Written by: Justine M. Ware
ChatGPT is an artificial intelligence ‘chatbot’ developed by OpenAI and is designed to mimic human conversation and writing. Since its prototype was released in November 2022, ChatGPT has grown exponentially. In January 2023, the platform was touted to be the fastest-growing consumer application in history with an estimated 100 million monthly users. Now, through a monthly subscription service for a small fee anyone can utilize ChatGPT to generate articles, poetry, essays, and even jokes. But can it help lawyers generate successful motions or briefs?
The short answer is no. Unfortunately, ChatGPT is not ready for the legal world. The creation of artificial intelligence has influenced the idea that there is some program or some software that is all-knowing. It has access to, presumably, all facets of the Internet and can sift through information at a speed unattainable by humans. However, AI as a concept is in its beginning stages and is certainly fallible.
A New York lawyer has learned the hard way that ChatGPT is not as reliable as it may seem. The Manhattan lawyer was sanctioned $5,000 for a brief filed in federal court that was co-authored by ChatGPT. The brief cited six fictitious court decisions. This error begs the question: is this the fault of the computer or the fault of the lawyer? The American Bar Association’s Model Rules of Professional Conduct do not mention artificial intelligence. However, the ethical rules may still apply.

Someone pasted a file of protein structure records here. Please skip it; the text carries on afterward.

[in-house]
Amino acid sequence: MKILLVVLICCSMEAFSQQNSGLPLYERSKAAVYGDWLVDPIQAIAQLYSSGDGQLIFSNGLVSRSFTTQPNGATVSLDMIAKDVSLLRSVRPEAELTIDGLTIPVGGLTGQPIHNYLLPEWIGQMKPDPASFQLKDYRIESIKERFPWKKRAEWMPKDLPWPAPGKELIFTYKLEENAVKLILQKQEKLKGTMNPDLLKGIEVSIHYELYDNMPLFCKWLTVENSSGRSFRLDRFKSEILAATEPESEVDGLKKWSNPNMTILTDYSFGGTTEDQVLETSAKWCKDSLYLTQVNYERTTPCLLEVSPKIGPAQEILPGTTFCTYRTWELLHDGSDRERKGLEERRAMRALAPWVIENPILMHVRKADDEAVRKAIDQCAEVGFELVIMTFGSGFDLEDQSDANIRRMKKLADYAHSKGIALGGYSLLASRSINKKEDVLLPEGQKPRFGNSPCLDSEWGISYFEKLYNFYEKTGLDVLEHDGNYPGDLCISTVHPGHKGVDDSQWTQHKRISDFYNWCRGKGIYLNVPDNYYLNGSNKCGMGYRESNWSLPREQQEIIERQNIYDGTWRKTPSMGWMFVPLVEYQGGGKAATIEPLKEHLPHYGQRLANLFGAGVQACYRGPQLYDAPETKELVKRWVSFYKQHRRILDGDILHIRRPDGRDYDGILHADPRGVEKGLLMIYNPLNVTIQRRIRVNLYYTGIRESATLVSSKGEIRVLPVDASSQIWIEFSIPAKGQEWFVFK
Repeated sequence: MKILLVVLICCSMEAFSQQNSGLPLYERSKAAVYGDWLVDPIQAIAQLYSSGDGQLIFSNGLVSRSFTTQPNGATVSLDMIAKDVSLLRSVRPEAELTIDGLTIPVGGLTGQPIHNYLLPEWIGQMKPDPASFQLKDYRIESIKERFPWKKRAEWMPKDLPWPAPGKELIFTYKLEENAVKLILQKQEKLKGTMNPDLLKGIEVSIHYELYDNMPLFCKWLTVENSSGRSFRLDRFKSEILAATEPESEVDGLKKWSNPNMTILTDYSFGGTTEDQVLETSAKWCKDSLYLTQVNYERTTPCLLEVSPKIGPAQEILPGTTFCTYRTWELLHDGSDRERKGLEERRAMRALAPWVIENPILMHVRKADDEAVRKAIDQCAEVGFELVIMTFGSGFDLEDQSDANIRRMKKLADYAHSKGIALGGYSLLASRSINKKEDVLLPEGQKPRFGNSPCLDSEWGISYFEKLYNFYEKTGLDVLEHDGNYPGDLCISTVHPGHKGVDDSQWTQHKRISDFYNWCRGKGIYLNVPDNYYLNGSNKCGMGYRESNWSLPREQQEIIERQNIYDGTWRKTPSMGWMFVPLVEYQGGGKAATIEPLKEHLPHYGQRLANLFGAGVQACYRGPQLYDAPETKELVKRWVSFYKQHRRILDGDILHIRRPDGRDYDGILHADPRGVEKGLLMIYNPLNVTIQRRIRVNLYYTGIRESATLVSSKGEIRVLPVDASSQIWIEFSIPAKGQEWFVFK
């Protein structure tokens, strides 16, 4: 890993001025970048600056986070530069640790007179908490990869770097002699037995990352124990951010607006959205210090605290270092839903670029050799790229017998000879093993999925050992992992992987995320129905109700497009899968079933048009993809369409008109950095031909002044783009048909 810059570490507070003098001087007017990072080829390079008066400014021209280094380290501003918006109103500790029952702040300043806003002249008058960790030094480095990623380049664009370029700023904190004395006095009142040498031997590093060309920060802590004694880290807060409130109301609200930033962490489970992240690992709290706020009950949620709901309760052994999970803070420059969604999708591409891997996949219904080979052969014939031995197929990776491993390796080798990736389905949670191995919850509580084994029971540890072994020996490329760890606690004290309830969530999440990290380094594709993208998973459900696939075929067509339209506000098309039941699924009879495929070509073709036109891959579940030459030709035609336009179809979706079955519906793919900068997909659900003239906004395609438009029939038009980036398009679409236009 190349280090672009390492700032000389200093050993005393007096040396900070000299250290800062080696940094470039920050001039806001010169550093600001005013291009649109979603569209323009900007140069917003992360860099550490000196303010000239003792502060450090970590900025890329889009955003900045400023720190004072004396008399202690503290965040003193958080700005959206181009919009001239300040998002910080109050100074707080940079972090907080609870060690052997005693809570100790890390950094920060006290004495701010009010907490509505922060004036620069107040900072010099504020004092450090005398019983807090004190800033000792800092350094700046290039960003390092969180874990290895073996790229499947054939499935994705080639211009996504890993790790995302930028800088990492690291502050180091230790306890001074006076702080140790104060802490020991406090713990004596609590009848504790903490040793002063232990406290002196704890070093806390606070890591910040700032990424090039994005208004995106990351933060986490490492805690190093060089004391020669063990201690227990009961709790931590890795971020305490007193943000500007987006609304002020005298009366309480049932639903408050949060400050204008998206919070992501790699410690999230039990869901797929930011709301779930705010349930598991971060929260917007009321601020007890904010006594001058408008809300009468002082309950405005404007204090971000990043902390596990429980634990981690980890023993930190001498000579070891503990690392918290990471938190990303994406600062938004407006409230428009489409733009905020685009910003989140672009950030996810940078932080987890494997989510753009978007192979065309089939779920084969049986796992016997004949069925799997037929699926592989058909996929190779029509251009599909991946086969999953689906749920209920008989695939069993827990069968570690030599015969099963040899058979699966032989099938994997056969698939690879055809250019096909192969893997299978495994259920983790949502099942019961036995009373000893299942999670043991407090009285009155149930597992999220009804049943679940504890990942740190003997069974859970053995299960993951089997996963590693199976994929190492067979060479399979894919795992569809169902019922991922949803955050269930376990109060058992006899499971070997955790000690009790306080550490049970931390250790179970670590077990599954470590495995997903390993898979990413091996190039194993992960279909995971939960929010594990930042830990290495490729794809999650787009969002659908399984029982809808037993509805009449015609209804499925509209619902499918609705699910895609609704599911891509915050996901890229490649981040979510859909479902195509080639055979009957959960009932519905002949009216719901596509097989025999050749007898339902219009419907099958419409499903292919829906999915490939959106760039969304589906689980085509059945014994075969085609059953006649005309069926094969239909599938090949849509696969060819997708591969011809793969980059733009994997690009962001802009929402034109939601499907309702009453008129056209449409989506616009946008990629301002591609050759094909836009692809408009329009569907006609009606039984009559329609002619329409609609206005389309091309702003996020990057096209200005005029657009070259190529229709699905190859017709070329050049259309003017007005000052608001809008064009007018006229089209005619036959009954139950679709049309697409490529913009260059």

According to a May 30, 2023, Reuters article by Karen Sloan, the Rule of Competency may be implicated in this situation. This rule requires lawyers to possess legal knowledge, skill, thoroughness, and preparation necessary to adequately provide legal representation. Thoroughness requires an attention to detail which should be involved in writing any legal memoranda or brief. All I’s must be dotted, and all T’s crossed. When one begins to rely not on their own intelligence, but the artificial intelligence of computer software there becomes great room for error.
Similarly, the Rule of Diligence may apply. As lawyers, it is our duty to explore every avenue for argument and conduct any-and-all research necessary to make those arguments. While AI is intelligent, it is clearly not diligent. Artificial Intelligence cannot be expected to understand the nuances of the law or to decipher complex factual scenarios. However, lawyers have been trained in just that for years. We owe a duty to our clients to remain diligent and to do the painstaking fact-checking and legal research that is required for a successful pursuit for justice.
The outcome of this unfortunate event in New York remains unclear, but until then lawyers should remain wary of artificial intelligence. It is a new and shiny toy that can bring a lot of fun and information into our lives. However, ChatGPT needs to be avoided in professional settings, especially those which involve the judicial system. ChatGPT is not better than lawyers at least for now.